Thursday, June 30, 2016

Two quick reads

Here are two quick pieces:

The first is on an unexpected consequence of making academic life more family friendly. Here are the facts: woman get pregnant. Men don't. Moreover, child bearing comes at an awkward time in the academic life cycle (i.e. right before tenure decision time). US universities have accommodated to this by freezing tenure clocks for those choosing to start families, in effect allowing pregnancy to lengthen the tenure clock. The NYT's piece reports on a study seeing how this worked out. The results is that it made it favored men. The reason is that the leave rule was applied equally to men and women in a family allowing both to use the lengthening provision. Men were able to use this extra time more effectively than women to burnish their research records. The result: men gained disproportionately from the new liberal leave rule. The piece also discusses ways of "fixing" this, but all in all, the result is that things get complicated.

Here's my hunch: the problem arises because of how we insist on evaluating research. There is a kind of assumption that the bigger a CV the better it is. Line items matter a too much. More is better. This really does handicap those that hit a dry patch, and given the biology of families, this means that on average women will have a tougher time of it than men if this be the criteria. We need a rethink here. Simple things like quality not quantity might help. But I suspect a better measure will arise if we shift from maximizing to satisfying: what do we consider a good/reasonable publication record. In fact, might too much publication be as bad as too little? What marks a contribution and what is just academic paper churning?

The second piece is by Frans de Waal on whether animals think. There is a line of thought (I have heard it expressed by colleagues) that denies that animals think because they identify that with having  linguistic capacity and animals don't have such. Hence they cannot think. This, btw, is a standard Cartesian trope as well; animals are machines bereft of res cogitates. De Waal begs to differ, as indeed does Jerry Fodor, who notes (quite rightly IMO) the following in LOT (1975):
‘The obvious (and I should have thought sufficient) refutation of the claim that natural languages are the medium of thought is that there are non-verbal organisms that think.’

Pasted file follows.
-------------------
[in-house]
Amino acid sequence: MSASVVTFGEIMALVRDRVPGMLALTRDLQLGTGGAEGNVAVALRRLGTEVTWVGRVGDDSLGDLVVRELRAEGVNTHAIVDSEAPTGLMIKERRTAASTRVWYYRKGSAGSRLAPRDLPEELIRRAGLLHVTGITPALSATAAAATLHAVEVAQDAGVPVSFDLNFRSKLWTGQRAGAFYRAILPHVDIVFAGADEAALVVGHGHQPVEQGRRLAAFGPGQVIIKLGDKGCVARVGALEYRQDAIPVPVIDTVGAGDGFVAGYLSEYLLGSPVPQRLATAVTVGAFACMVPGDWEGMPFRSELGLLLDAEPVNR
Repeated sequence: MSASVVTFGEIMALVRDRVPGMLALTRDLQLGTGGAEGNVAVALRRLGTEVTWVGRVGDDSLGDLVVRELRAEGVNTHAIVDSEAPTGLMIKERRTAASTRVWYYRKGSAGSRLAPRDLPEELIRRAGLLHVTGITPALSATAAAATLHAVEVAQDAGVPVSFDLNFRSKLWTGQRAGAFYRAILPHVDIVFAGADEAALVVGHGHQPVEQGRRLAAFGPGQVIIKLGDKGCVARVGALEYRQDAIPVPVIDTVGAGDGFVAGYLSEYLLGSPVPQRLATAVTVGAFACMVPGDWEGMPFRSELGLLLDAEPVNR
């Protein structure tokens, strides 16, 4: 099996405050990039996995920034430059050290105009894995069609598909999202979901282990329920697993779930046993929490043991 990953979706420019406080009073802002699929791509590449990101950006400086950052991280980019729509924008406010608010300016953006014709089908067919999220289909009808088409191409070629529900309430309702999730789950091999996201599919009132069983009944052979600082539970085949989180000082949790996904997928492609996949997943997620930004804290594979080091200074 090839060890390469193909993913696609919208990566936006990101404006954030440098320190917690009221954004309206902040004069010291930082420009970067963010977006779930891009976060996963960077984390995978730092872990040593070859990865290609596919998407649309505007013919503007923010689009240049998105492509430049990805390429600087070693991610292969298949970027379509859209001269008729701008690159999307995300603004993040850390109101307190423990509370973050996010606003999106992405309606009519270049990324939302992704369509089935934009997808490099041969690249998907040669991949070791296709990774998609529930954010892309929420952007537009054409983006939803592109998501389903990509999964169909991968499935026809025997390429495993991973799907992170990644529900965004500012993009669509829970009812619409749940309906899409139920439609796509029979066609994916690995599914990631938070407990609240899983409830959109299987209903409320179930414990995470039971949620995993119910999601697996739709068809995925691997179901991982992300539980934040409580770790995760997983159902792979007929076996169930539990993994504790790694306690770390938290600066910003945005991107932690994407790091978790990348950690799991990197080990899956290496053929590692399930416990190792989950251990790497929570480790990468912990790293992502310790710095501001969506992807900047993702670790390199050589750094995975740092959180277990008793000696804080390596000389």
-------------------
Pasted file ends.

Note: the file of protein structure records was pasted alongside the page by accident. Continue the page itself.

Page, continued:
Not only do animals think, they do so systematically. Of course, having linguistic capacity changes how you think. But then so does picking up a new word for something that you had no explicit word for. So, language affects thought, but being without language does not entail being thoughtless.

But this is not what I wanted to highlight in this piece. De Waal, one of the most important animal cognition people in the world, notes the obvious here concerning human linguistic capacity and its non continuity with what we find in animals:

You won’t often hear me say something like this, but I consider humans the only linguistic species. We honestly have no evidence for symbolic communication, equally rich and multifunctional as ours, outside our species. 
In other words, nothing does language like we do. There is no qualitative analogue to human linguistic capacity in the rest of nature. Period.

De Waal, however, makes a second important observation. Despite this unique human talent, there are    "pieces" of it in other parts of animal cognition.

But as with so many larger human phenomena, once we break it down into smaller pieces, some of these pieces can be found elsewhere. It is a procedure I have applied myself in my popular books about primate politics, culture, even morality. Critical pieces such as power alliances (politics) and the spreading of habits (culture), as well as empathy and fairness (morality), are detectable outside our species. The same holds for capacities underlying language.
There is a version of this observation that points to something like the Minimalist Program as an important project: find out which pieces are special to us that allow for our linguistic capacities and those that we share with other animals. Of course, the suggesting is that there will be pieces (or, if we are lucky, just one piece) that is special to us and that allows us to do linguistically what nothing else can. At any rate, De Waal is right: if one identifies the capacity for thought with the capacity for language then animals had better have (at least) rudimentary language. Of course, if we don't identify the two, as De Waal and Fodor urge, then there is nothing biologically untoward about one species of primate having a capacity unique among animals.


  1. It seems there are a bunch of problems with the extended tenure-clock paper (which apparently was a discussion paper reporting preliminary work, though the NYTimes didn't mention that). See this blog post for useful discussion:

  2. Beware of what you read in the NY Times. The response that Steven links to is a good start. Many things are misleading in the report. E.g., (i) the NYT cherry-picked the findings; (ii) the study reported only 20-30% tenure rates, because it ignored all cases where somebody moved before tenure; these rates are implausibly low, even in economics; (iii) the study did not include any information about actual tenure decisions or actual children or leave taken.

    It's an important issue. But the NYT is sensationalizing it by distorting the claims of a working paper. Of course, the NYT knows that if they gave a more accurate report, nobody would bother to read it.

  3. This comment has been removed by a blog administrator.